In Pictures: A Sexist Victorian Christmas

Will Noble
By Will Noble Last edited 7 months ago
In Pictures: A Sexist Victorian Christmas

If your idea of a Victorian Christmas is all seasonal platitudes and doffing of top hats — perhaps these two pictures will change your mind.

Taken from London publication The Illustrated Police News, in January 1898, the tableaux depict Christmas party hijinks, both in the upper and lower echelons of the building/society.

Upstairs

The upstairs ballroom scene initially strikes you as sophisticated — all evening dress and chandeliers — but this falls apart at the seams, when you clock the amount of cleavage ogling going on. The guy in the foreground dressed as Mr Peanut couldn't be any less subtle in his efforts, while, behind him, a monocle-sporting doppelganger is guilty of a similar crime.

And if we peer further into the distance... ah look — another bloke with wandering peepers. Is that the face of a happy woman? Come to think of it, is that the face of a happy nude statue, off to the left? We think not.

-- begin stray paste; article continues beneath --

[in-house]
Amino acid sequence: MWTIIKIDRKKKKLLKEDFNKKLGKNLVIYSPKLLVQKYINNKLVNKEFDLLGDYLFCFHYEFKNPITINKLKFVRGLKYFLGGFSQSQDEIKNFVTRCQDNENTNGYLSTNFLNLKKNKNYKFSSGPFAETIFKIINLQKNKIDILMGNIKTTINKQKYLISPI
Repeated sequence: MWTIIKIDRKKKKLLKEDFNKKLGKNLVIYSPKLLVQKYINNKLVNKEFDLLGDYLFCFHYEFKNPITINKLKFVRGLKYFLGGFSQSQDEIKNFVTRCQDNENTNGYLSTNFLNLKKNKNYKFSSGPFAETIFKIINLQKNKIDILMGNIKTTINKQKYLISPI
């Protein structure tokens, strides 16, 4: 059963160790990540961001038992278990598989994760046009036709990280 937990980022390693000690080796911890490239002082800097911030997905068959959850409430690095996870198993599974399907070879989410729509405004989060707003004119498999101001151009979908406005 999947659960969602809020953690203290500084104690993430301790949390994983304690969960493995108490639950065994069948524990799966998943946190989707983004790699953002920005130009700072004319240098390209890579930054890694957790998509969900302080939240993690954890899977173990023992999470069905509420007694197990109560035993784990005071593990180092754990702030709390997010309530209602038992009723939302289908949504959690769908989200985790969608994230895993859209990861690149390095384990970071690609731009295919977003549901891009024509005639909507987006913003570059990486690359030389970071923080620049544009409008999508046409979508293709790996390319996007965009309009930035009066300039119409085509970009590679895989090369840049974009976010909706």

Summary: you can flaunt all the 'tache and upmarket eyewear you like — it won't hide your true nature as an incorrigible perve.

Downstairs

Ah yes, the Titanic effect. Below deck is where the real party is. Well, for the blokes anyway. Groping and smooching their way around the kitchen, mistletoe and blindfolds are the weapons of these mens' choice. We say men... one of the offenders (chasing a fallen maid who's about to be knocked unconscious by a plum pudding), appears to be about nine.

At least some of the smooching appears to be consensual. Like this handsome couple. (And the butler, who's got his lips wrapped round a bottle of something festive):

Lord knows what this guy in the corner is doing:

Summary: Victorian men — rich or less so — were all as despicable, especially when they'd been at the Christmas sherry. No wonder the National Union of Women's Suffrage Societies had been founded just months earlier.

Find more historical images like this at the British Newspaper Archive.

Last Updated 19 December 2017